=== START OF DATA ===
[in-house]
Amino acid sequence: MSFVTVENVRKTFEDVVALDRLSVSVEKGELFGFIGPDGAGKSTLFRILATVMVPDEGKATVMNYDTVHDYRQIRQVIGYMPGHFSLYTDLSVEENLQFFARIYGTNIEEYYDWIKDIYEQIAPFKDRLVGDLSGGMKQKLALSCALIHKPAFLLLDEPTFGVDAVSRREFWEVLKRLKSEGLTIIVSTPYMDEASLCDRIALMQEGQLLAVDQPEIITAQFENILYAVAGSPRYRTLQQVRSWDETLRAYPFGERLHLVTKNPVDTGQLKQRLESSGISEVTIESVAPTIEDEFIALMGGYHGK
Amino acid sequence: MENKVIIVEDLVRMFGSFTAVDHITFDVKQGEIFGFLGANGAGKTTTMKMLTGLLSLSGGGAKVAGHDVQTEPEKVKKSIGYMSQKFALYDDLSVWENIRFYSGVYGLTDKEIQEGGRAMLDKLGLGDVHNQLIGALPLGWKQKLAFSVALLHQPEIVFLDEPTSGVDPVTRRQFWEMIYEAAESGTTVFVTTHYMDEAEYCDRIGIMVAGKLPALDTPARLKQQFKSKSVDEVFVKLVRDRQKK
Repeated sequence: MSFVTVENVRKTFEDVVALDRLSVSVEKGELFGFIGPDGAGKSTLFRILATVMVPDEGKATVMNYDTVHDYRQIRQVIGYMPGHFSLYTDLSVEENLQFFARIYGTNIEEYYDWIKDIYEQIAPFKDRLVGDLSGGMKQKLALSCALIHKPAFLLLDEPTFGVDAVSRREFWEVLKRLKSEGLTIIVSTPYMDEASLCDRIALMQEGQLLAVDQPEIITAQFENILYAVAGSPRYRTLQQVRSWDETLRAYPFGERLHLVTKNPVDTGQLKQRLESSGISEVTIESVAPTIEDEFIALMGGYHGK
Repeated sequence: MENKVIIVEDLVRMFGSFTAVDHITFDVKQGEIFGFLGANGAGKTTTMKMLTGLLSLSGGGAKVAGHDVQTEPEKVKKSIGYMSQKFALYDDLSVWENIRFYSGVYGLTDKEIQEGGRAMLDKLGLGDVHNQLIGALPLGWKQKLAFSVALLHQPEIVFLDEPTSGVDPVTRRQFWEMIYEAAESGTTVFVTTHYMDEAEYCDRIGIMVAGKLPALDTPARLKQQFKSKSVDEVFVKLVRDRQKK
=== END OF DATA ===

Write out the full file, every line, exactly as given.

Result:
[in-house]
Amino acid sequence: MSFVTVENVRKTFEDVVALDRLSVSVEKGELFGFIGPDGAGKSTLFRILATVMVPDEGKATVMNYDTVHDYRQIRQVIGYMPGHFSLYTDLSVEENLQFFARIYGTNIEEYYDWIKDIYEQIAPFKDRLVGDLSGGMKQKLALSCALIHKPAFLLLDEPTFGVDAVSRREFWEVLKRLKSEGLTIIVSTPYMDEASLCDRIALMQEGQLLAVDQPEIITAQFENILYAVAGSPRYRTLQQVRSWDETLRAYPFGERLHLVTKNPVDTGQLKQRLESSGISEVTIESVAPTIEDEFIALMGGYHGK
Amino acid sequence: MENKVIIVEDLVRMFGSFTAVDHITFDVKQGEIFGFLGANGAGKTTTMKMLTGLLSLSGGGAKVAGHDVQTEPEKVKKSIGYMSQKFALYDDLSVWENIRFYSGVYGLTDKEIQEGGRAMLDKLGLGDVHNQLIGALPLGWKQKLAFSVALLHQPEIVFLDEPTSGVDPVTRRQFWEMIYEAAESGTTVFVTTHYMDEAEYCDRIGIMVAGKLPALDTPARLKQQFKSKSVDEVFVKLVRDRQKK
Repeated sequence: MSFVTVENVRKTFEDVVALDRLSVSVEKGELFGFIGPDGAGKSTLFRILATVMVPDEGKATVMNYDTVHDYRQIRQVIGYMPGHFSLYTDLSVEENLQFFARIYGTNIEEYYDWIKDIYEQIAPFKDRLVGDLSGGMKQKLALSCALIHKPAFLLLDEPTFGVDAVSRREFWEVLKRLKSEGLTIIVSTPYMDEASLCDRIALMQEGQLLAVDQPEIITAQFENILYAVAGSPRYRTLQQVRSWDETLRAYPFGERLHLVTKNPVDTGQLKQRLESSGISEVTIESVAPTIEDEFIALMGGYHGK
Repeated sequence: MENKVIIVEDLVRMFGSFTAVDHITFDVKQGEIFGFLGANGAGKTTTMKMLTGLLSLSGGGAKVAGHDVQTEPEKVKKSIGYMSQKFALYDDLSVWENIRFYSGVYGLTDKEIQEGGRAMLDKLGLGDVHNQLIGALPLGWKQKLAFSVALLHQPEIVFLDEPTSGVDPVTRRQFWEMIYEAAESGTTVFVTTHYMDEAEYCDRIGIMVAGKLPALDTPARLKQQFKSKSVDEVFVKLVRDRQKK